What have we learned in the last 20 months?
That when Little Bear is outside most of each day, every day, life is pretty simple. His appetite for motion is insatiable, and the world of streets and four walls doesn’t frame that very easily.
That people are even more ready to snap judge others parenting than I had thought. The readiness of strangers to come up and comment, on any range of things, often has me contemplating a hair cut and tattoos which would hopefully, presumably tamp this down.
That toddler balance bikes are one of the best inventions, ever. LB has had his Yuba since his first birthday, and lots of uneasy pushing in the backyard this fall and winter must have set the stage for a startling transformation early this month, when he went from barely kicking along to full on gliding in about two weeks. Now his distance record is approaching three miles.
That most people, businesses, and places of employment will say they are kid and family friendly, but the number which really stop and take action to show they understand what that means are few. My appreciation for, and continued patronage of, the few who get this right is far more fervent than I ever would have thought. It’s hard to hold many that far in contempt, as 22 months ago I didn’t have a clue. On the other hand, the persistence of prejudice largely but not exclusively at the hands of the older generation is discouraging. Those who don’t see the need for a changing table in the men’s room, or would think that I’d spend outside time with my family, are hard subjects for patience.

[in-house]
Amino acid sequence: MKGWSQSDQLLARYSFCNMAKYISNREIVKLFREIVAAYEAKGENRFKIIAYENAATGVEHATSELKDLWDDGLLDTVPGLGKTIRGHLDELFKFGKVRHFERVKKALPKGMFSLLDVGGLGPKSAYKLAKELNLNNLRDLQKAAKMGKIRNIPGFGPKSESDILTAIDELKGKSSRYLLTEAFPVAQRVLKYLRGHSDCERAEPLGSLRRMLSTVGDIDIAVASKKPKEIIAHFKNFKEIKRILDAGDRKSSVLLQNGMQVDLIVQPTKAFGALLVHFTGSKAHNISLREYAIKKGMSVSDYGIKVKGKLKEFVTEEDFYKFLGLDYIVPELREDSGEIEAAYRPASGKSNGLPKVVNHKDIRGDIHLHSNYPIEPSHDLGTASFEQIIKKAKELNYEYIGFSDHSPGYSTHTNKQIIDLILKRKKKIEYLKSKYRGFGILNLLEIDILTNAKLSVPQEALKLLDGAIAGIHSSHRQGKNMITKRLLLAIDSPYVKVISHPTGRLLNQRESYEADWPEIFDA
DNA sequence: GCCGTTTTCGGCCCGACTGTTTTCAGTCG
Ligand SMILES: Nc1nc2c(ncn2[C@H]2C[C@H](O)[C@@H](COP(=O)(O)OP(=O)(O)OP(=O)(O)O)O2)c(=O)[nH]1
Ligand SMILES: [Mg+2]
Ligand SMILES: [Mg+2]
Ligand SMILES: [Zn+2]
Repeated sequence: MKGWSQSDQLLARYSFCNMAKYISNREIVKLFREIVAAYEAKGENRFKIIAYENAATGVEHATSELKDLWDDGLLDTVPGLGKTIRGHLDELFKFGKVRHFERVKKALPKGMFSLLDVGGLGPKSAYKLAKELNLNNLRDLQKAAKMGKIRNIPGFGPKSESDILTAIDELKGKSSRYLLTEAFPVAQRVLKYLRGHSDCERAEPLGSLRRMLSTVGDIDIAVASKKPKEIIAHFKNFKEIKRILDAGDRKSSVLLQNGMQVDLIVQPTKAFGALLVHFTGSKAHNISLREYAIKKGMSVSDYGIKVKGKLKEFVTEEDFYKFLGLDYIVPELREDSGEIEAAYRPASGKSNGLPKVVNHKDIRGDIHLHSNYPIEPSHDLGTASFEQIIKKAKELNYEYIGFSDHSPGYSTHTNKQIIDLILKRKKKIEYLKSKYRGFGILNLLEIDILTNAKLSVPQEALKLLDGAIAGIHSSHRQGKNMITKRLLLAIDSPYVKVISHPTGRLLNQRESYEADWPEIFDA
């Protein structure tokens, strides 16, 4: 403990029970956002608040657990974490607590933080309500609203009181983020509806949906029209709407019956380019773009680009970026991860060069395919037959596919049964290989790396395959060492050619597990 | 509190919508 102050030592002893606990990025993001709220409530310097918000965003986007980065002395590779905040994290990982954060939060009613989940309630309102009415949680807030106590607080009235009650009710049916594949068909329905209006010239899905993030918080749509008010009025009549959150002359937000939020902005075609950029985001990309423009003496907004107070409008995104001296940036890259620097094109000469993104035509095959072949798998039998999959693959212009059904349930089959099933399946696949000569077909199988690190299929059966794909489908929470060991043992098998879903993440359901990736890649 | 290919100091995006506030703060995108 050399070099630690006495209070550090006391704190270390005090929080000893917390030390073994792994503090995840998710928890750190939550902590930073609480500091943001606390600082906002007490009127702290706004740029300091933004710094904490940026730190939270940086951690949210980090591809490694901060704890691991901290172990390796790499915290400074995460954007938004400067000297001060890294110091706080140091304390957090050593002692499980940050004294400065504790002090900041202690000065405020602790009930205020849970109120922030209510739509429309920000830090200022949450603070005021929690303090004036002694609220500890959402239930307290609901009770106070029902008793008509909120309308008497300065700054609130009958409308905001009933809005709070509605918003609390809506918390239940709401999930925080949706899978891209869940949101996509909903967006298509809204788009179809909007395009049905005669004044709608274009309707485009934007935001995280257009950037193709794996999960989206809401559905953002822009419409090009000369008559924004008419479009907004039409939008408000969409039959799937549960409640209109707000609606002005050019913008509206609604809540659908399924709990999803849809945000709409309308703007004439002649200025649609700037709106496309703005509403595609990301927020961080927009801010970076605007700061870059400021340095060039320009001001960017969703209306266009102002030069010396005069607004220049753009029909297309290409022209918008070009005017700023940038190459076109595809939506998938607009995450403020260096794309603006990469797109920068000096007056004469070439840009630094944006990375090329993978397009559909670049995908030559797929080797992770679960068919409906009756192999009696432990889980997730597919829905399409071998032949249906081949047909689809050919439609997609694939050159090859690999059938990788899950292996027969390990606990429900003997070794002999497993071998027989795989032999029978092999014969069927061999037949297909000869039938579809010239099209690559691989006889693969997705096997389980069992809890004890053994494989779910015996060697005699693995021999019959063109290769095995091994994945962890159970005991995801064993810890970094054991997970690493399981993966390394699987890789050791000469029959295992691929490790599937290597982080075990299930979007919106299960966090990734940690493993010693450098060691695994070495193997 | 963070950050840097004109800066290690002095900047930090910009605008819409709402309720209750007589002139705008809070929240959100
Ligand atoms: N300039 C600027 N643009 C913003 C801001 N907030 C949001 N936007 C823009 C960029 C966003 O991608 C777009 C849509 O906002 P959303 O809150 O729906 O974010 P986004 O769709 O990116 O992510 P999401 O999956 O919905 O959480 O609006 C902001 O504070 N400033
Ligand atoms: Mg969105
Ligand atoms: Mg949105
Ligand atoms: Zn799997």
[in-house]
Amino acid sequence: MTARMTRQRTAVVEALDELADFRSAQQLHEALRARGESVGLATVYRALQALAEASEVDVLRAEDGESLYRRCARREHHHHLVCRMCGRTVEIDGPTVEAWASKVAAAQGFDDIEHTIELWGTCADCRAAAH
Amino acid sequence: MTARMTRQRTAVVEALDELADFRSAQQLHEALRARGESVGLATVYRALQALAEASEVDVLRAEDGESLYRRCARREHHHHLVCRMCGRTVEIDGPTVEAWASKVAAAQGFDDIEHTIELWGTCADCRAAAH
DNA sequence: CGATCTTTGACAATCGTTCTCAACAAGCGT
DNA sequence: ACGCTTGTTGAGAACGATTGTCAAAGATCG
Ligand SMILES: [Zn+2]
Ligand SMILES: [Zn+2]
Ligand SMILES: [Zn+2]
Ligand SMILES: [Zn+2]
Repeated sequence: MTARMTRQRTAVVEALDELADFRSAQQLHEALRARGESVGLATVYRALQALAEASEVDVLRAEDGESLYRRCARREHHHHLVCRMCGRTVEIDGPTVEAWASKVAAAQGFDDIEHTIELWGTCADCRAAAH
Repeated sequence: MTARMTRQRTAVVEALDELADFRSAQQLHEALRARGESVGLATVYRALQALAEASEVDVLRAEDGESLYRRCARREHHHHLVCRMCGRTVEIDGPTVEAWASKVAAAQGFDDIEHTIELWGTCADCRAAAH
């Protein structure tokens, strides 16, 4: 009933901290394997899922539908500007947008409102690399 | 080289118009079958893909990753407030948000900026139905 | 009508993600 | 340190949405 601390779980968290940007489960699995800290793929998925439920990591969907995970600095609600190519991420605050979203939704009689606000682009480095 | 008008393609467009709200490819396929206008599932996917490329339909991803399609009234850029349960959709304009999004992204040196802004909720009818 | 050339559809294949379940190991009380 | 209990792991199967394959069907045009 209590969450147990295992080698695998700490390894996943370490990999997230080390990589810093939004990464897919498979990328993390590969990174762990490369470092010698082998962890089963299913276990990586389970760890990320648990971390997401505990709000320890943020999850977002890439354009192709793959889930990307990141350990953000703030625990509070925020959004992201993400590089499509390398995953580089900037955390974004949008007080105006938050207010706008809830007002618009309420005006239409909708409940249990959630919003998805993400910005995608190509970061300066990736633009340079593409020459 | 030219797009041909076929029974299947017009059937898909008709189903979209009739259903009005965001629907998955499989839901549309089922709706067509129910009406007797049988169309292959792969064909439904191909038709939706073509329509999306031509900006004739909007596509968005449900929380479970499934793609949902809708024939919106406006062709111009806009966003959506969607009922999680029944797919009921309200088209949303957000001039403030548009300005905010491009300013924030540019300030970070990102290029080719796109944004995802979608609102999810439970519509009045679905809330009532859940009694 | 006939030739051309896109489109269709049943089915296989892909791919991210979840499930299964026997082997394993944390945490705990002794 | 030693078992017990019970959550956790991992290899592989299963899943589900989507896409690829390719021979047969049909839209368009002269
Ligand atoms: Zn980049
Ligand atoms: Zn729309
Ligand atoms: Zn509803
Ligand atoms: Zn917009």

My appreciation for Patagonia’s toddler clothing has only grown, as well as the thought Osprey puts into their kid carriers. Kid gear can’t be a high-margin thing, but now that he’s so mobile, and has ambition which so often outstrips his balance, LB needs quick-dry gear at least as much as I do.
Lastly, we’ve begun to come around to car camping. Not so much because of the heavy packs required, but because of the way nice grassy camp sights make kid locomotion and it’s supervision less energy intensive. LB’s expectations have been shaped by modern civilization, and while he is a flexible creature, does not appreciate a landscape which completely shuts him down. Which is a mirror of my gratitude that while he is an amazing pain in ass on a daily basis, and has changed our life completely, he hasn’t eliminated many of the things in which we found joy during the pre-baby era. Indeed, with reasonable accommodation they’re as fun and satisfying as ever.
It is easy to co-parent and alternate with one on baby duty and another being productive (be it sewing or mountain biking). And this is a necessary approach to get much done most days. But the best days are always the ones where we’re all fully present and doing the same thing. I’ve always liked working, and am currently swimming in job stuff, both current and potential, here and elsewhere, but family life has been good enough that could I take the next 20 months off to chase the kid full time, I might well do it.
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